OLYMPIA — Two omnibus bills to improve the response to survivors of sexual assault and child trafficking in Washington state’s legal system were signed into law Tuesday.

“This legislation rewrites our state’s laws to provide a truly victim-centered, trauma-informed response to survivors of sexual assault and child trafficking,” said Sen. Manka Dhingra (D-Redmond), prime sponsor of both bills. “Too often, the victims of gender-based violence are forgotten by our society. These bills increase support to help survivors get their own lives back on track as well as ensure justice is done.”

SB 5937 streamlines eligibility for crime victim benefits, covers some of victims’ costs for forensic examinations, expands protections to more victims, improves state and local teams to respond to sexual assault, and ensures that children ages 13 and up can consent to forensic sexual examinations and examinations for sexually transmitted infections, among other changes.

The legislation draws on the recommendations of the Sexual Assault Forensic Examination (SAFE) Best Practices Advisory Group as well as the experiences of survivors and the knowledge of experts in the field.

SB 6006 addresses the neglected problem of child trafficking. Every year, 500 to 700 minors are forced into sex trafficking in Washington state. But over the past decade, fewer than 100 people have been prosecuted in Oregon and Washington for sex trafficking crimes.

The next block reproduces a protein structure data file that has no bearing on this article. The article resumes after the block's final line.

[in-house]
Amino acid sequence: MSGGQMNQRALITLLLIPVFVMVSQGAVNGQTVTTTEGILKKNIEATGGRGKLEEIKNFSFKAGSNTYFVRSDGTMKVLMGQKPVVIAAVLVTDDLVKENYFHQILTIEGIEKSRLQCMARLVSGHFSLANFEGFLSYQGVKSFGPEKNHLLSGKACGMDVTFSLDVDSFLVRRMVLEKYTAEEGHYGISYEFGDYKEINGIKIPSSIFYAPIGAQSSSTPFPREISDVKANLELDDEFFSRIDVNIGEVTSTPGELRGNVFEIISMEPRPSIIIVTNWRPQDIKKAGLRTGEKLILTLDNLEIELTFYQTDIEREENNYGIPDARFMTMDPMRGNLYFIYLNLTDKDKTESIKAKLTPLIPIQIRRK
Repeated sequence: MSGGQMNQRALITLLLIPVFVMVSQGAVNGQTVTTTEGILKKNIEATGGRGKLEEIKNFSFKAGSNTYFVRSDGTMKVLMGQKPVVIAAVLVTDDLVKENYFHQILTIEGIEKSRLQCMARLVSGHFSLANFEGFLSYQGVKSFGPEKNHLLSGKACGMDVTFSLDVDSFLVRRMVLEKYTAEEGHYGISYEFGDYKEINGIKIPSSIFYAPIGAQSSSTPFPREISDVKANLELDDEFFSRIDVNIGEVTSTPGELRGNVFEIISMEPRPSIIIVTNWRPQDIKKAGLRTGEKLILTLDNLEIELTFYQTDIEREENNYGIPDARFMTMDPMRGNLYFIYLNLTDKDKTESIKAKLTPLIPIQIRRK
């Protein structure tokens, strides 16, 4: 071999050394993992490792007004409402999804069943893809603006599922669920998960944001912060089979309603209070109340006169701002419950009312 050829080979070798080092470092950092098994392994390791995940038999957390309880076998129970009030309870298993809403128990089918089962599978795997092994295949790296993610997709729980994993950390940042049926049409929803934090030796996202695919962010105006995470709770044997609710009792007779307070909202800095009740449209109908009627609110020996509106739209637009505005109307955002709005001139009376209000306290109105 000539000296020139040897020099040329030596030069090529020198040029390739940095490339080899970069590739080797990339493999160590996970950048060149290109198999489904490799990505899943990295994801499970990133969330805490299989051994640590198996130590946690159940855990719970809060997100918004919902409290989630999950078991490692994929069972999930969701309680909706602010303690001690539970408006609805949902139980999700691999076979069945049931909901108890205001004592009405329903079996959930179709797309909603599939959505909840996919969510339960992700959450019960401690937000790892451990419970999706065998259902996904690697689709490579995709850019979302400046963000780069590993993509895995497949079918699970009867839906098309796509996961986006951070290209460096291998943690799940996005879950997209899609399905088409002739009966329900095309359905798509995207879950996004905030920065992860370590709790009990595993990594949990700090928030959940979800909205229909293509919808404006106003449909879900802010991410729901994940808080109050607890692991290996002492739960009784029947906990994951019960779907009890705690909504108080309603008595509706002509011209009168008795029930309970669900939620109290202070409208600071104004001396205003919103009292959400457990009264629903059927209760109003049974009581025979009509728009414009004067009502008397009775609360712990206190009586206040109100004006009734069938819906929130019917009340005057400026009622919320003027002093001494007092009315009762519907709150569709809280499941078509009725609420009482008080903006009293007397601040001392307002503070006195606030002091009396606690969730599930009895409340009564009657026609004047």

Though the Legislature has made significant progress in recent years to increase support for survivors, Washington state received a C rating under new grading criteria used by Shared Hope International, the leading nonprofit working to eradicate sex trafficking.

SB 6006 implements Shared Hope’s recommendations to improve how the state identifies and responds to victims, provides victims with continued care, and enables victims to seek civil remedies for the wrongs done to them. It also makes Washington state law consistent with the federal Justice for Victims Trafficking Act so the state can continue to receive federal funding for anti-trafficking work.

“Children who are trafficked and sexually abused should not be criminalized simply because their abuse is paid for,” Dhingra said. “They are victims, not criminals.”

Currently, survivors of sex trafficking do not have the same rights and access to the services and support that survivors of childhood sexual assault do, Dhingra said. This bill would change that.

An amendment added in the House by Rep. Tina Orwall (D-Des Moines) expanded the scope of the legislation. It now modifies current law to make prosecution more effective and reestablishes the Commercially Sexually Exploited Children Statewide Coordinating Committee to oversee a unified statewide strategy.

“Current anti-trafficking law is failing Washington,” Orwall said. “It’s hard to use, and prosecutions are rare. By strengthening the law, we provide the legal system tools to fight trafficking and support victims.”

SB 5937 takes effect July 1, 2024, and SB 6006 July 1, 2025.